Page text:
To find an overview of Gremlin’s security practices, check out gremlin.com/security.

Gremlin makes it easy to find weaknesses in your system before they cause problems for your customers. Gremlin is a simple, safe, and secure way to use Chaos Engineering to improve system resilience.

Gremlin experiments are generated on the Control Plane. Gremlin Agents make outbound TLS calls to poll for experiments. Gremlin provides secure command execution, security auditing, multi-factor authentication (MFA), and SAML SSO.


Gremlin is installed on Linux with a least privilege setup. When installed directly on the host, Gremlin does not require root privileges to any machines in your infrastructure. Gremlin operations are run via a <span class="code-class-custom">gremlin</span> user created with default Linux privileges.

Gremlin needs the following Linux capabilities to perform the corresponding experiments.

capability purpose
cap_sys_boot used by shutdown to shutdown (and optionally reboot) your hosts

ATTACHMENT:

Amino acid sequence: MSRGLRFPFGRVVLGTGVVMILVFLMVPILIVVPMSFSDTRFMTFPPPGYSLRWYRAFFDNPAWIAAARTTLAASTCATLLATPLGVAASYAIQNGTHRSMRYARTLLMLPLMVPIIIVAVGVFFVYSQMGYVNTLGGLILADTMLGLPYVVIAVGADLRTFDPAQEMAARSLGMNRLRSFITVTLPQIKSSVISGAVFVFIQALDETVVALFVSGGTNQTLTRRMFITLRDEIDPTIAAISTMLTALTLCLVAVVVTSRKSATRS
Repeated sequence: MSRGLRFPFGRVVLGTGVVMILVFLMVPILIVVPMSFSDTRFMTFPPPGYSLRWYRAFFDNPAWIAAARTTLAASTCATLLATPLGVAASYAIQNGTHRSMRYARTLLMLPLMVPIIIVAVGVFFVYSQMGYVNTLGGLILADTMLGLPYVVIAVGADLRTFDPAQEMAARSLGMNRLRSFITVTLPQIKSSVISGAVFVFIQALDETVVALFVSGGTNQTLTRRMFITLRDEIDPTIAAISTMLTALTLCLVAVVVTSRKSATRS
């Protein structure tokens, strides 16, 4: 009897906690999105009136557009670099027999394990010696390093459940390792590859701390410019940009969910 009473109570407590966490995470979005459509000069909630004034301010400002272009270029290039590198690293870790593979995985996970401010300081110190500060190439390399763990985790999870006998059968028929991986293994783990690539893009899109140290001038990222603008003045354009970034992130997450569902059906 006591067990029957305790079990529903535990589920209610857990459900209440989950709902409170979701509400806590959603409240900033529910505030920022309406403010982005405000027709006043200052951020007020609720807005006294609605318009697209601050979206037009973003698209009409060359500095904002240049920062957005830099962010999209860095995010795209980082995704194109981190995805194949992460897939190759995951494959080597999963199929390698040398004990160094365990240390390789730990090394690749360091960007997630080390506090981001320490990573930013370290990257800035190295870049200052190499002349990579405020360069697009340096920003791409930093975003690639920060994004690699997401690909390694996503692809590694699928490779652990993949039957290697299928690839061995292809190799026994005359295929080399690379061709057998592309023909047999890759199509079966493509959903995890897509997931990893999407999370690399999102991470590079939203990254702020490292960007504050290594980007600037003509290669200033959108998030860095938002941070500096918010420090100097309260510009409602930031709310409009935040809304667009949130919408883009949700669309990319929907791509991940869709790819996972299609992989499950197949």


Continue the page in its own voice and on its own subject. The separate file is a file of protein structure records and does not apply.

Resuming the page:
cap_sys_time used by time travel to move your hosts forward and backward through time
cap_net_admin used by the network gremlins for all network experiments
cap_kill used by process killer to kill requested process(es)
cap_sys_resource grant access to update resource limits for process exhaustion against containers

When targeting containers, Gremlin spawns its own sidecars to impact those containers so that you don't need to restart the targets. This is necessary so that the attack impacts the container target (eg. its virtual network, resource limits, etc) specifically. In order to do this Gremlin may require additional capabilies when running without elevented/root privileges. These are the additional capabilities:

cap_setfcapthis allows Gremlin to pass the user id into the target container's namespace
cap_sys_chrootthis allows Gremlin to enter the target container's filespace for IO and Disk based experiments
cap_audit_writenecessary for communicating with the Kernel's audit log for containers spawned by containerd and cri-o
cap_mknodused to setup devices attached to a given container being targeted by Gremlin
cap_sys_adminneeded to enter the target container's process namespace (see: setns(2))
cap_dac_read_searchgrants us the ability to execute directories (list contents) without having access granted by the file owner/mode to obtain sockets for certificate expiry experiments
cap_sys_ptraceused by process collection to grant access to absolute path to process binary for hosts and container services, see proc(5) and ptrace(2)


The Gremlin daemon is installed as a Windows service under the LocalSystem account. Experiments created from the user interface run as a child process of the deamon so they too run under the LocalSystem account.